Oh, also, I knew that I wanted to pursue magazine journalism, rather than a career at a traditional broadsheet newspaper, so working on Her Campus instead of my school newspaper made that distinction on my resume clear. 

Do you have a role model whose career you looked up to whilst working your way up? 

Am I allowed to say my current boss? I’m going to say my current boss. Jess Pels hired me to be the social media editor at Marie Claire when she was the digital director. It was only my second job (well, technically, I had gotten promoted a couple times when I was at People, but Marie Claire was my second place of employment) and Jess’s give-everything-your-all attitude made a huge impression on me. It still does. 

What do you think you did that made you stand out to get your job?

I don’t think it’s ever just one thing. I’ve always been willing to go the extra mile, put in the extra effort, or the extra hour. I think my coworkers and my boss can rely on me. I’m pretty relentless in my work ethic. But as much as I can grind, I’m always trying to understand the bigger picture and think deeper about what we’re doing. 

Can you think of one extra step that helped you get to where you are today, that you think others can learn from?

Always be willing to learn a new skill and go beyond your job title. Digital media is rapidly changing and if you want to work in this world, then you need to be game to stretch yourself. The concept of “staying in your lane” doesn’t really apply to an industry that is constantly evolving.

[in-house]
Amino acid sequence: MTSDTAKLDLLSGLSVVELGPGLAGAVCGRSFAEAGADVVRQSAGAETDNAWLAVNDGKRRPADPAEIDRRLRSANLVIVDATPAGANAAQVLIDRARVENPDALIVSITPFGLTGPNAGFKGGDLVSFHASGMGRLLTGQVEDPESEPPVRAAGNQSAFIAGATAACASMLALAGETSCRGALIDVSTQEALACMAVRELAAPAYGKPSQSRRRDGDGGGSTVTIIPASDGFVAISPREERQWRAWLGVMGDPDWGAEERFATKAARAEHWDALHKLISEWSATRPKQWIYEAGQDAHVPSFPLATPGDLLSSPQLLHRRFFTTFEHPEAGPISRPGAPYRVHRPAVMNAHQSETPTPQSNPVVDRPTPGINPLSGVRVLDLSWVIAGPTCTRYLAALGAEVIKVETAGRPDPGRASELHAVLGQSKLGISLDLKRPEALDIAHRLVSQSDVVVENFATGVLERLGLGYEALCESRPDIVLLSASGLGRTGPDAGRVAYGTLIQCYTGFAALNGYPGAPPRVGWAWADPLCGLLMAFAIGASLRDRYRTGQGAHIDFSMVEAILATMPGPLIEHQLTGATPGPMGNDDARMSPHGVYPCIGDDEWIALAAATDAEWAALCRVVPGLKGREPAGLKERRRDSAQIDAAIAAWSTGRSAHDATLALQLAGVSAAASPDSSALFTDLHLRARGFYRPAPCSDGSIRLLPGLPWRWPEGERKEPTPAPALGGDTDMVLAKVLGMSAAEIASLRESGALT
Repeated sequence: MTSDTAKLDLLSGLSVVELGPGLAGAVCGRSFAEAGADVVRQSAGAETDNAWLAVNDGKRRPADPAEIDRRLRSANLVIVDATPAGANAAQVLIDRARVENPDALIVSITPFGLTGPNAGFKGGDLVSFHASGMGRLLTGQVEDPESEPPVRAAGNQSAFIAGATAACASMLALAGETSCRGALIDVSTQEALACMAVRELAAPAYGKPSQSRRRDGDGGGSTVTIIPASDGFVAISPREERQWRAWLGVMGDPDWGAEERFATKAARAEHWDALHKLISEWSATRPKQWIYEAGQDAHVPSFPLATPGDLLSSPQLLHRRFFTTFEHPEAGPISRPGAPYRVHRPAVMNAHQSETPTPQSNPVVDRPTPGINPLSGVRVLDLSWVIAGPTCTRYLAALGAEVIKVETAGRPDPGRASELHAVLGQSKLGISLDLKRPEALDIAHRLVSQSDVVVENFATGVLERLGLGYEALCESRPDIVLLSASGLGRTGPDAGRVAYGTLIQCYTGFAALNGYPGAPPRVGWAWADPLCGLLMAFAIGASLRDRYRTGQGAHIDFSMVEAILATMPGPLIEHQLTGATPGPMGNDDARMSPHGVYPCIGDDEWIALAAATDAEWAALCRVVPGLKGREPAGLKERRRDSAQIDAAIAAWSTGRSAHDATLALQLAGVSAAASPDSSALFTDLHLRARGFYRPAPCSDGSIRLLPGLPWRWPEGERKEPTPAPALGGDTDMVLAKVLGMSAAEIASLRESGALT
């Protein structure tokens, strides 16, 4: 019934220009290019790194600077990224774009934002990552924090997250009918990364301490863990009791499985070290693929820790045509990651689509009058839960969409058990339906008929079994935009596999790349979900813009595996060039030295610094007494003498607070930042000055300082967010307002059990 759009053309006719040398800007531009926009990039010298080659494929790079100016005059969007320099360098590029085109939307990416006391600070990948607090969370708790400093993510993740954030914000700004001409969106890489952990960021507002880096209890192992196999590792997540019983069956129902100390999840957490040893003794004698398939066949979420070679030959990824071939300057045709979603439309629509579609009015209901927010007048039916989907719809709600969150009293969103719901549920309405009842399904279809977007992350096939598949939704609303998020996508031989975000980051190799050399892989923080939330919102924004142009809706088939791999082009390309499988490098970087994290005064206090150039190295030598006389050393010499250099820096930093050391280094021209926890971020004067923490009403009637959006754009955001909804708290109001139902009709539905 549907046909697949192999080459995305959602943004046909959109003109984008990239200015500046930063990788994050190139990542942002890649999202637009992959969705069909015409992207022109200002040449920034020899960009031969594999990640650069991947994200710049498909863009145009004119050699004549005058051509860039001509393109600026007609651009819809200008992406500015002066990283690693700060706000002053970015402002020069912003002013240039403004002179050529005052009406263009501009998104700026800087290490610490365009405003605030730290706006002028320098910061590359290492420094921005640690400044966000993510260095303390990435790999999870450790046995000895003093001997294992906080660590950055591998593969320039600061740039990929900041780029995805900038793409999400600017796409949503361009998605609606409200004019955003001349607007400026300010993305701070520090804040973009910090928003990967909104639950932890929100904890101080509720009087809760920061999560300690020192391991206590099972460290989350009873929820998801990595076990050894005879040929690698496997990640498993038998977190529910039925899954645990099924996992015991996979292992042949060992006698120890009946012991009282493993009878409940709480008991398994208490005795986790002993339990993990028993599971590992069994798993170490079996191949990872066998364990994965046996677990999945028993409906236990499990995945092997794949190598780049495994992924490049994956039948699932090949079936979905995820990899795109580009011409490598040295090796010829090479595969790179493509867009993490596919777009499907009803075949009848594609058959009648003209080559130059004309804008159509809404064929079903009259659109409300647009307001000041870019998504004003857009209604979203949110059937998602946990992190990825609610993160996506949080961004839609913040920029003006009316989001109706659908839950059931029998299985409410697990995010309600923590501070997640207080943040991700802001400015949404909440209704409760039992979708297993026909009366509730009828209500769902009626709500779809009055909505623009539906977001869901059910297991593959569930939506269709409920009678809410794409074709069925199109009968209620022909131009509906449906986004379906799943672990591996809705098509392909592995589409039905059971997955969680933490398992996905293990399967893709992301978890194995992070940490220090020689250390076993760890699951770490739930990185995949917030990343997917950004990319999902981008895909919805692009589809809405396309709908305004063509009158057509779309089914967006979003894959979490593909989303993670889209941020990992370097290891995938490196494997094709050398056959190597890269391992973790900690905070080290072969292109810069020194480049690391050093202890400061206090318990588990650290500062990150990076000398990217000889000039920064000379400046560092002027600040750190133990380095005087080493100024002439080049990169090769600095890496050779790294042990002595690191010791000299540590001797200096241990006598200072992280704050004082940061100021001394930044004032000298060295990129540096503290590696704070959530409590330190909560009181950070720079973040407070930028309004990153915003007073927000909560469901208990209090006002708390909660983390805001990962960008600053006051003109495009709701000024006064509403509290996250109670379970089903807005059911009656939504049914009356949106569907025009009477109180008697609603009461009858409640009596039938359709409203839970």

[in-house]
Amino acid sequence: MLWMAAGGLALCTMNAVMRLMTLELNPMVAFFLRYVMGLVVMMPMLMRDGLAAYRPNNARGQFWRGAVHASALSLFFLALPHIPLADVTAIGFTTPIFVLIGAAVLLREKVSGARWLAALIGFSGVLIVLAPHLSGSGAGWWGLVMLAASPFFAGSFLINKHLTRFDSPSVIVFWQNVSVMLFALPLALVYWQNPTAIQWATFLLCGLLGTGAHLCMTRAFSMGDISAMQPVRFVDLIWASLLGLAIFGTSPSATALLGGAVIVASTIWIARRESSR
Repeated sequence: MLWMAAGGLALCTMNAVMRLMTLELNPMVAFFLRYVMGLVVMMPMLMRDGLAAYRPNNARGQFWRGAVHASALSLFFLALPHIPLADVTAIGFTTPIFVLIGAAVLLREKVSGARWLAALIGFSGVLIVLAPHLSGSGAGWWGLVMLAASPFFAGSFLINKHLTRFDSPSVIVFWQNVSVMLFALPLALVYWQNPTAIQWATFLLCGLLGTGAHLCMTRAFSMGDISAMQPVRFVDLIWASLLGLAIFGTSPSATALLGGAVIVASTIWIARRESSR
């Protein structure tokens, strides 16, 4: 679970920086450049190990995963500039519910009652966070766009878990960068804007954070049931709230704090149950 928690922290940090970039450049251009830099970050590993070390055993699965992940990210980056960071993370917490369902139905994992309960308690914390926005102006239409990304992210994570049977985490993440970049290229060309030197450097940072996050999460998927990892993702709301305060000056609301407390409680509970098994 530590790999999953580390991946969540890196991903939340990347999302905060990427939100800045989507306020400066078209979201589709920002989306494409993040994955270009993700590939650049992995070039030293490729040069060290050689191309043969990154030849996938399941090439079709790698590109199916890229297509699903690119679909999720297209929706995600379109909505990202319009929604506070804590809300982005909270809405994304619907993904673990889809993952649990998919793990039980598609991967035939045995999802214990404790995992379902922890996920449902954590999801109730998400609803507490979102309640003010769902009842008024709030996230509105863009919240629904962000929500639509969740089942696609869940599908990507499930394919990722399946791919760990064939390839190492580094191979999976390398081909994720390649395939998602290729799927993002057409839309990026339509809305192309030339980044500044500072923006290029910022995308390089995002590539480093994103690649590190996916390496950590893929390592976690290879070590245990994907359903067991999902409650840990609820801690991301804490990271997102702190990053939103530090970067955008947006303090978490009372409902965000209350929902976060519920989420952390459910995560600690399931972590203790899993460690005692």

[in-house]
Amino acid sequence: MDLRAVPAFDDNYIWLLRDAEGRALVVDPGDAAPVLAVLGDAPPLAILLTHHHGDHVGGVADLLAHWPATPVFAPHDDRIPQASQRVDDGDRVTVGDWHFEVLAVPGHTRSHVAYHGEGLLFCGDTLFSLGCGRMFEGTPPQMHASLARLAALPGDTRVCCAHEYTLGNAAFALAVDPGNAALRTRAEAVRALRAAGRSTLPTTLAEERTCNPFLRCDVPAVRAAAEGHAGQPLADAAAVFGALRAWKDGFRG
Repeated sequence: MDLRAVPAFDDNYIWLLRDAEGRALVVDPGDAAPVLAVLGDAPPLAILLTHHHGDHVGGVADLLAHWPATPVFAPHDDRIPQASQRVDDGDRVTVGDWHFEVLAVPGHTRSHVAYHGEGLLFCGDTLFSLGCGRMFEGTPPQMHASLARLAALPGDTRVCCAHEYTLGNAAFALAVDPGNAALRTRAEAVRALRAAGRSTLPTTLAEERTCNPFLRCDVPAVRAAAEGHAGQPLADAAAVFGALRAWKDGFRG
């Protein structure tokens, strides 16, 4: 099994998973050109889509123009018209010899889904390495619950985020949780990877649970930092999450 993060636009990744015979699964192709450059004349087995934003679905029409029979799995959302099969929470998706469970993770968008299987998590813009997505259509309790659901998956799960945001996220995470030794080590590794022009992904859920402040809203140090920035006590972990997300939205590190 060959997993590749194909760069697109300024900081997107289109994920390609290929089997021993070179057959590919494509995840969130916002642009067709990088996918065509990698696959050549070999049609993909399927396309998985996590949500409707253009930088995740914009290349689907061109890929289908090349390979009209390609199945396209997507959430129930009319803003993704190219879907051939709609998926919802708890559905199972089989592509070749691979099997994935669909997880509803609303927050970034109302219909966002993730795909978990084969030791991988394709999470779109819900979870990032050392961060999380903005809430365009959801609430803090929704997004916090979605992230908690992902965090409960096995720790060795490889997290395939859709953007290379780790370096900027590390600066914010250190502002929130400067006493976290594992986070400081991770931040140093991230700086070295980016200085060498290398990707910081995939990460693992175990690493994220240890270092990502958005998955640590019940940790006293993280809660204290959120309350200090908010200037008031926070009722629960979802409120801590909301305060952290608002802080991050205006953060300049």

Which job in your life has helped you the most in terms of personal growth?

Honestly, all of my jobs have been meaningful and stimulating and demanding as hell. At every point, I’ve felt outside my comfort zone. Only now am I realizing that it’s okay to feel extremely challenged and sometimes scared and that you’re learning every single day and maybe that’s just called being employed. If you feel comfortable in your job, you’re not growing. 

What advice would you give young women today trying to break into the media industry? 

Don’t fixate on having a linear path. Be open to lots of opportunities. Cobbling together a whole bunch of skills—writing, editing, content strategy, social media marketing, visual storytelling—means you will always be valuable, and therefore will always be employable. And keep an eye out on how the industry is changing and what skills are in-demand. Be the person that the industry needs.

Is there a key takeaway piece of advice from your resume that you thinks others can learn from/practice?

And this is advice I should be better about following myself. Update your resume in real time!!! Whenever I sit down to update my resume, I can hardly remember all the amazing projects I’ve lead or the major milestones I’ve helped the brand achieve. On a monthly basis, try to jot down some of your new skills and accomplishments so that when you eventually sit down to update your resume ahead of a huge job interview, it’ll be a breeze.